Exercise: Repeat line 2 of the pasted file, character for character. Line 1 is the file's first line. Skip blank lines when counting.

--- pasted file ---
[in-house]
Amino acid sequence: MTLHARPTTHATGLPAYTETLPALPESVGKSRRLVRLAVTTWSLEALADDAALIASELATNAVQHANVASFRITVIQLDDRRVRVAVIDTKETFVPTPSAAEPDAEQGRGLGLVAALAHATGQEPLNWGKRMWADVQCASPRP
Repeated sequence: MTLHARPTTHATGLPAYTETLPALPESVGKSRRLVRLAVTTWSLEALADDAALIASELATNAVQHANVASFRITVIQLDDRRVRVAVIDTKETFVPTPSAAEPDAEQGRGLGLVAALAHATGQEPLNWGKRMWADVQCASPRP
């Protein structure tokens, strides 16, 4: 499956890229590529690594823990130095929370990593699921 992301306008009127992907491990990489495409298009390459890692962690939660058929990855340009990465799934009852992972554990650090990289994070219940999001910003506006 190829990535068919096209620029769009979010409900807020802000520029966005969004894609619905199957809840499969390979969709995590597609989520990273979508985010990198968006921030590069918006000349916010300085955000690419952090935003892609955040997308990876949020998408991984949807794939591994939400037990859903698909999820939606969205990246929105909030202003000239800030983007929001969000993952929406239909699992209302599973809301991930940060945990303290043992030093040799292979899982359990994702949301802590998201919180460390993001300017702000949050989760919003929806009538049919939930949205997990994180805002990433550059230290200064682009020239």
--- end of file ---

Amino acid sequence: MTLHARPTTHATGLPAYTETLPALPESVGKSRRLVRLAVTTWSLEALADDAALIASELATNAVQHANVASFRITVIQLDDRRVRVAVIDTKETFVPTPSAAEPDAEQGRGLGLVAALAHATGQEPLNWGKRMWADVQCASPRP